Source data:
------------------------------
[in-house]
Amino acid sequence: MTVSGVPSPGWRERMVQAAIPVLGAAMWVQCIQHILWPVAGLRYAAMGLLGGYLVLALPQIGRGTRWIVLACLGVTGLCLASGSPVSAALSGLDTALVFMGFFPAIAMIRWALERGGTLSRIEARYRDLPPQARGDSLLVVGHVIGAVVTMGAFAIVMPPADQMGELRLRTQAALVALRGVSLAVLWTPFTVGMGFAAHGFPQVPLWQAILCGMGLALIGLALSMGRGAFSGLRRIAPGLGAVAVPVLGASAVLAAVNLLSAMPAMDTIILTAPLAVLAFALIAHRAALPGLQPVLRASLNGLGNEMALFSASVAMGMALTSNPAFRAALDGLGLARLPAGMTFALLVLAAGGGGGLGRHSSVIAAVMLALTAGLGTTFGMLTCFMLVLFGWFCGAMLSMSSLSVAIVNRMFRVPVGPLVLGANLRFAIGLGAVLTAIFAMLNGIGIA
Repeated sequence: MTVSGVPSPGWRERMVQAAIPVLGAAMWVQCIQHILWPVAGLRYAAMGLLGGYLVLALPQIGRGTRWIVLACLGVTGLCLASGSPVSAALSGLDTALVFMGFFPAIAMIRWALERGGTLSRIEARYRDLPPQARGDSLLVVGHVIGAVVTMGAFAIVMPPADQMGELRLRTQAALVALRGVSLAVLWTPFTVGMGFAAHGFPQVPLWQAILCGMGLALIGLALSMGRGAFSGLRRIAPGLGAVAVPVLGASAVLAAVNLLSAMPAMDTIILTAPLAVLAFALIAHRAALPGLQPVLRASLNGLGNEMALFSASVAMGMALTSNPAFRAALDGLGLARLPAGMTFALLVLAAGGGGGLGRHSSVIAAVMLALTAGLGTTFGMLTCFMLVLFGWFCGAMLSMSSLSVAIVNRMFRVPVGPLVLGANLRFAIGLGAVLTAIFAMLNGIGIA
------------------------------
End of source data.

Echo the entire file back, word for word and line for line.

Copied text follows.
[in-house]
Amino acid sequence: MTVSGVPSPGWRERMVQAAIPVLGAAMWVQCIQHILWPVAGLRYAAMGLLGGYLVLALPQIGRGTRWIVLACLGVTGLCLASGSPVSAALSGLDTALVFMGFFPAIAMIRWALERGGTLSRIEARYRDLPPQARGDSLLVVGHVIGAVVTMGAFAIVMPPADQMGELRLRTQAALVALRGVSLAVLWTPFTVGMGFAAHGFPQVPLWQAILCGMGLALIGLALSMGRGAFSGLRRIAPGLGAVAVPVLGASAVLAAVNLLSAMPAMDTIILTAPLAVLAFALIAHRAALPGLQPVLRASLNGLGNEMALFSASVAMGMALTSNPAFRAALDGLGLARLPAGMTFALLVLAAGGGGGLGRHSSVIAAVMLALTAGLGTTFGMLTCFMLVLFGWFCGAMLSMSSLSVAIVNRMFRVPVGPLVLGANLRFAIGLGAVLTAIFAMLNGIGIA
Repeated sequence: MTVSGVPSPGWRERMVQAAIPVLGAAMWVQCIQHILWPVAGLRYAAMGLLGGYLVLALPQIGRGTRWIVLACLGVTGLCLASGSPVSAALSGLDTALVFMGFFPAIAMIRWALERGGTLSRIEARYRDLPPQARGDSLLVVGHVIGAVVTMGAFAIVMPPADQMGELRLRTQAALVALRGVSLAVLWTPFTVGMGFAAHGFPQVPLWQAILCGMGLALIGLALSMGRGAFSGLRRIAPGLGAVAVPVLGASAVLAAVNLLSAMPAMDTIILTAPLAVLAFALIAHRAALPGLQPVLRASLNGLGNEMALFSASVAMGMALTSNPAFRAALDGLGLARLPAGMTFALLVLAAGGGGGLGRHSSVIAAVMLALTAGLGTTFGMLTCFMLVLFGWFCGAMLSMSSLSVAIVNRMFRVPVGPLVLGANLRFAIGLGAVLTAIFAMLNGIGIA